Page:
The work of the pastor/elder is also seen in the command that Paul gave to Timothy: “I charge thee therefore before God, and the Lord Jesus Christ, who shall judge the quick and the dead at his appearing and his kingdom; Preach the word; be instant in season, out of season; reprove, rebuke, exhort with all longsuffering and doctrine. For the time will come when they will not endure sound doctrine; but after their own lusts shall they heap to themselves teachers, having itching ears; And they shall turn away their ears from the truth, and shall be turned unto fables. But watch thou in all things, endure afflictions, do the work of an evangelist, make full proof of thy ministry.” (2 Timothy 4:1–5) The elder is to preach the Word of God. He is to be instant. That is, he is to be standing near and pressing in his earnestness. He is not only to be ready to do his work, but must do so with great sincerity and godly passion. And this being instant must be whether it is convenient to do so, or inconvenient. He must reprove, show sin to be sin, and to bring the convicting influence of God’s Word to bear upon the people. He is to rebuke, to censure those who refuse to repent: his words must always be charitable, but they will not always be sweet and kind, because rebuke involves stern resistance to those who reject the Word and refuse to repent. Then he is to exhort. Exhortation is coming alongside others to help them. The elder is to truly act as one who is older than those around him, lending them the wisdom that He has gained from the Word of God and from the experiences God has used to give him wisdom. All of these things must be done with much endurance, while continually teaching and applying God’s Word. 

We also find these instructions in 1 Thessalonians: “And we beseech you, brethren, to know them which labour among you, and are over you in the Lord, and admonish you; And to esteem them very highly in love for their work’s sake. And be at peace among yourselves.” (1 Thessalonians 5:12–13) Again, the elders labor, are over the flock as managers or leaders, and they have the job of admonishing, or instructing the church. Those who lead have authority, and are expected to be followed. Those whose office is to teach do so with the expectation that those who are taught are to learn, believe, and submit to the Word of God. These things are most certainly implied in the command that the church know, or be fully acquainted with those who labor among them. This implies close relationships, and is followed by the command to esteem them very highly in love, or to abundantly, exceedingly, and vehemently regard, or esteem them in love because of the work God is using them to do. 

We also find God’s Word instructing us in Hebrews: “Remember them which have the rule over you, who have spoken unto you the word of God: whose faith follow, considering the end of their conversation. Jesus Christ the same yesterday, and to day, and for ever.” (Hebrews 13:7–8) “Obey them that have the rule over you, and submit yourselves: for they watch for your souls, as they that must give account, that they may do it with joy, and not with grief: for that is unprofitable for you.” (Hebrews 13:17) The instruction to the churches is to remember, to keep in mind those who rule over them. That is, there are those whose job is to speak the Word of God, following the Lord Jesus Christ, and they are rulers, leaders, their position in the church of God is chief, being under the headship of the Lord Jesus Christ, the Chief Shepherd. Not only so, but verse seventeen tells us that the elder rules and watches over the souls of the flock, because they must give an account to God. This entails much more than simply preaching, but keeping an eye out for the spiritual health of each sheep, and addressing those needs. Sometimes addressing the needs of the sheep means comforting them in their afflictions, but it can also mean stern correction and rebuke in order to call them back to the right way.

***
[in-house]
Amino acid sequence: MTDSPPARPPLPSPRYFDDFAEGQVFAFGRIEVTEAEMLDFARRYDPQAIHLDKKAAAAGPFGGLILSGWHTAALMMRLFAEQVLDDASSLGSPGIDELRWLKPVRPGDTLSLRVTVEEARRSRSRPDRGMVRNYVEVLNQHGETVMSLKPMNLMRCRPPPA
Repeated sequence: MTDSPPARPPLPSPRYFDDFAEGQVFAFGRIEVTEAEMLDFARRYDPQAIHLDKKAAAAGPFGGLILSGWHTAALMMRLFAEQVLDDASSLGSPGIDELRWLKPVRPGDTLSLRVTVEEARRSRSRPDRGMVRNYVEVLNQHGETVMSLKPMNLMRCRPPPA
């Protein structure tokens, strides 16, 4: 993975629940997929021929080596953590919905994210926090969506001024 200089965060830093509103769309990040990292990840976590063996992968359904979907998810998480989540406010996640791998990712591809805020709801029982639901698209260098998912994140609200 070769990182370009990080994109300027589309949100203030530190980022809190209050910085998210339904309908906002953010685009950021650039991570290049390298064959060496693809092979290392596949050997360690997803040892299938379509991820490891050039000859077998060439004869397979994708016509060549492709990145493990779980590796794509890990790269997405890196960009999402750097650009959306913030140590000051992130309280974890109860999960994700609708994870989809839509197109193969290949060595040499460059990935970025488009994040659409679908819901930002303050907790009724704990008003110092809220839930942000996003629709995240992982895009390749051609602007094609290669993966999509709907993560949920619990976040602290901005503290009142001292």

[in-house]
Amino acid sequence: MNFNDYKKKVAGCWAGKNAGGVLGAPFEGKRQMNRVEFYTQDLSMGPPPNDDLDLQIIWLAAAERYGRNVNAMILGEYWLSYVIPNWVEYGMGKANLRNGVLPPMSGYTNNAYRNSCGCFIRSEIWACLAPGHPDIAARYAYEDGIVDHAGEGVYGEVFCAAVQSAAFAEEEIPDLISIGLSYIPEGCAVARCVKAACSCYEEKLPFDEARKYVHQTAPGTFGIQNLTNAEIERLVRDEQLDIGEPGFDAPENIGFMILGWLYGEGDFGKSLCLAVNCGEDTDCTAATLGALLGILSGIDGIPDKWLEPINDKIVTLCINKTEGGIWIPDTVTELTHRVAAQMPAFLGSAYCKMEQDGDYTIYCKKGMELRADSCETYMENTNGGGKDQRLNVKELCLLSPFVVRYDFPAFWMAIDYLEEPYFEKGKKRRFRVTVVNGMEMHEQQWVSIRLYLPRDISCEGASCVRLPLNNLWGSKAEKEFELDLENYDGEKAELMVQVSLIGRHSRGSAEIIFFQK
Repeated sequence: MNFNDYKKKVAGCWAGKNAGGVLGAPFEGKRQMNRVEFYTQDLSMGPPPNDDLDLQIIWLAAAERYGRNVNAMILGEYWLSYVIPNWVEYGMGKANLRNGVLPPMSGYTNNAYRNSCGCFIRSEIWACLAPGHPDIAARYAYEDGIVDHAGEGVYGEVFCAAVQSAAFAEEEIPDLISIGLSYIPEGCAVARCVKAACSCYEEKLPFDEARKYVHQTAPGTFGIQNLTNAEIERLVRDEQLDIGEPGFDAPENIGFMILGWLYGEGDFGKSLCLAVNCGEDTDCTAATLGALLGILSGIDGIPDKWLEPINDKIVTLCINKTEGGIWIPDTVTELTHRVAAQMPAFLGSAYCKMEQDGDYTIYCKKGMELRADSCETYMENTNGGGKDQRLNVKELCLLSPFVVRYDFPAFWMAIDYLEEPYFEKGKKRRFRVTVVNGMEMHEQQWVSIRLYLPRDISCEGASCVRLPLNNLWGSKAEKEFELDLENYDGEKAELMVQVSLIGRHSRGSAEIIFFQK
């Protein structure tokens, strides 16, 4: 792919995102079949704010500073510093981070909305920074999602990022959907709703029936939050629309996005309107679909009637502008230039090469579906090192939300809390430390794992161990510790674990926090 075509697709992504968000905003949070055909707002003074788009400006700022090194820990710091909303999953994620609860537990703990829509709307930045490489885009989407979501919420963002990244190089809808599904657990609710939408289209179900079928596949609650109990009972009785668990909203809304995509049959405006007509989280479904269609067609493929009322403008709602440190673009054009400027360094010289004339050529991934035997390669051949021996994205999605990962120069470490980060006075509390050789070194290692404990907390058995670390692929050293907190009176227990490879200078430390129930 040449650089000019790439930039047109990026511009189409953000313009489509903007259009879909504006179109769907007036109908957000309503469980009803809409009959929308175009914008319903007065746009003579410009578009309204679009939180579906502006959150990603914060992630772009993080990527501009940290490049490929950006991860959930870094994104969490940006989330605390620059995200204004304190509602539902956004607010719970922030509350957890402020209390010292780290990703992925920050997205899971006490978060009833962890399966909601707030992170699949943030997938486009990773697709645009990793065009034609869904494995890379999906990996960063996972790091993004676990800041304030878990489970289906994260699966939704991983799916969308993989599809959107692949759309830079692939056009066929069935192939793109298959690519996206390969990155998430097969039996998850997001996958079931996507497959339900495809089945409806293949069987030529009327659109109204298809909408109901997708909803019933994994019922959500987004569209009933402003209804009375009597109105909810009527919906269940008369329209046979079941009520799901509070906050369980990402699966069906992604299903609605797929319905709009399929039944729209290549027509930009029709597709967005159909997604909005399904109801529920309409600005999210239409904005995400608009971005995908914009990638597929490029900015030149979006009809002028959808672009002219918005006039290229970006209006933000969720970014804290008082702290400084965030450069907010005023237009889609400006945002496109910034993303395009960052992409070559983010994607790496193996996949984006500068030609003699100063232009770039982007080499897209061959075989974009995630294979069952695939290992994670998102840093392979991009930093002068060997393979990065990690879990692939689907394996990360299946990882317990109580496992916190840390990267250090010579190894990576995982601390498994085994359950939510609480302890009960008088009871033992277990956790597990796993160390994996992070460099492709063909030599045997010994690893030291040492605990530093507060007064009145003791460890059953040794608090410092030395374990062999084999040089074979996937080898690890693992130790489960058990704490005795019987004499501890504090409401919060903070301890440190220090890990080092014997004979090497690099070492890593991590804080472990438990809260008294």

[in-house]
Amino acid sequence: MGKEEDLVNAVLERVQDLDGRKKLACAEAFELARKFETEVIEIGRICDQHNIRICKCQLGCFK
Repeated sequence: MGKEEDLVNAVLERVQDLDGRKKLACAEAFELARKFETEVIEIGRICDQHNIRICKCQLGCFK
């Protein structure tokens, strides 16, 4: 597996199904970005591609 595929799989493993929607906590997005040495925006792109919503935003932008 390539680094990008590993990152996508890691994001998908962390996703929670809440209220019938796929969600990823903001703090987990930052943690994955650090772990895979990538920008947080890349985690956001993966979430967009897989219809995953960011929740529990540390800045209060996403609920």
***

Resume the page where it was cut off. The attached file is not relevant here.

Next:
John certainly was no passive elder when he said, “I wrote unto the church: but Diotrephes, who loveth to have the preeminence among them, receiveth us not. Wherefore, if I come, I will remember his deeds which he doeth, prating against us with malicious words: and not content therewith, neither doth he himself receive the brethren, and forbiddeth them that would, and casteth them out of the church.” (3 John 9–10) It was his duty to actively resist those who thought that they had the right to usurp the authority of the eldership and take charge of the church. John stated that he would most certainly deal with the matter. We must also notice that in the matter of church discipline in 1 Corinthians chapter five, it was Paul who took the lead. The apostle wrote to the church, and commanded them what to do, when to do it, and why. The modern day idea of the passive pastor who simply preaches, visits the sick, and goes home is by no means in harmony with the Biblical doctrine of the eldership.

In closing, the elder is one whose position is that of one who is mature, experienced, educated in the Word of God, and is considered chief among the flock where he is placed. He is not elder by merit of age, but by merit of position. There may be those within the flock who are older than he; but if there is a man who is eighty-six years of age, he should respect his pastor as though he were approximately one hundred-six years of age, having the wisdom and character that would come with a godly life of so many years. His duty is to patiently teach the flock the Word of God, to show them their errors and rebuke them when needed. The pastor is to use the Word of God to instruct the people in righteousness, correct their errors, and to help them in all of the things that they face in life. In all of these things, the elder is to step out in front of the people, as a shepherd does his sheep; and he is to lead the people. For too many years, and in too many places, the sheep have taken charge and led the shepherd. Is it any wonder that we have so many weak, anemic, and unholy churches these days? It is time for us to recover a Biblical understanding of the eldership. It is designed by God for the good of the churches, that we might fill our place here on Earth to spread the gospel and give God glory.